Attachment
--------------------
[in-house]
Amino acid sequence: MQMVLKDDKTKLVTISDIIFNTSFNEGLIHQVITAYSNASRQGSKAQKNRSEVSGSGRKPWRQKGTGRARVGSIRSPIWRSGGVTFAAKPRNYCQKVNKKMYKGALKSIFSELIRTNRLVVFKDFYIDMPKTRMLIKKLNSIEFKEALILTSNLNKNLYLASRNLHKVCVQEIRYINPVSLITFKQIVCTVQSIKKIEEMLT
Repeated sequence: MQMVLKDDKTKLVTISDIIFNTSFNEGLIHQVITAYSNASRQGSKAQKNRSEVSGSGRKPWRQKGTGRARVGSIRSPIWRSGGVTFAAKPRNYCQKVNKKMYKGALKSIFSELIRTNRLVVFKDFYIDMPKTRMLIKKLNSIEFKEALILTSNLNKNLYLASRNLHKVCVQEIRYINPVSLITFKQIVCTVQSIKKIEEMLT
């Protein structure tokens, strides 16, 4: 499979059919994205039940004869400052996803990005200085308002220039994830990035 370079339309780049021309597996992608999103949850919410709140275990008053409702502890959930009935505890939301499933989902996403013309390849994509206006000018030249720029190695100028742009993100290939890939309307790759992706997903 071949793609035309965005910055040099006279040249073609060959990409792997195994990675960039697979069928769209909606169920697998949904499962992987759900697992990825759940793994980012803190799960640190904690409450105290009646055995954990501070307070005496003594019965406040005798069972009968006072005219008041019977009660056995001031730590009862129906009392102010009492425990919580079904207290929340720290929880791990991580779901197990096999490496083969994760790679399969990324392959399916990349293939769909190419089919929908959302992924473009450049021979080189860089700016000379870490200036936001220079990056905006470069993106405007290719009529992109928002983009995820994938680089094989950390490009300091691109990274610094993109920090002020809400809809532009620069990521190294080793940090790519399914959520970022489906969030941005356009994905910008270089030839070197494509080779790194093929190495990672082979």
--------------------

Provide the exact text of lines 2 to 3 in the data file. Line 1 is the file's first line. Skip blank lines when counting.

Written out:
Amino acid sequence: MQMVLKDDKTKLVTISDIIFNTSFNEGLIHQVITAYSNASRQGSKAQKNRSEVSGSGRKPWRQKGTGRARVGSIRSPIWRSGGVTFAAKPRNYCQKVNKKMYKGALKSIFSELIRTNRLVVFKDFYIDMPKTRMLIKKLNSIEFKEALILTSNLNKNLYLASRNLHKVCVQEIRYINPVSLITFKQIVCTVQSIKKIEEMLT
Repeated sequence: MQMVLKDDKTKLVTISDIIFNTSFNEGLIHQVITAYSNASRQGSKAQKNRSEVSGSGRKPWRQKGTGRARVGSIRSPIWRSGGVTFAAKPRNYCQKVNKKMYKGALKSIFSELIRTNRLVVFKDFYIDMPKTRMLIKKLNSIEFKEALILTSNLNKNLYLASRNLHKVCVQEIRYINPVSLITFKQIVCTVQSIKKIEEMLT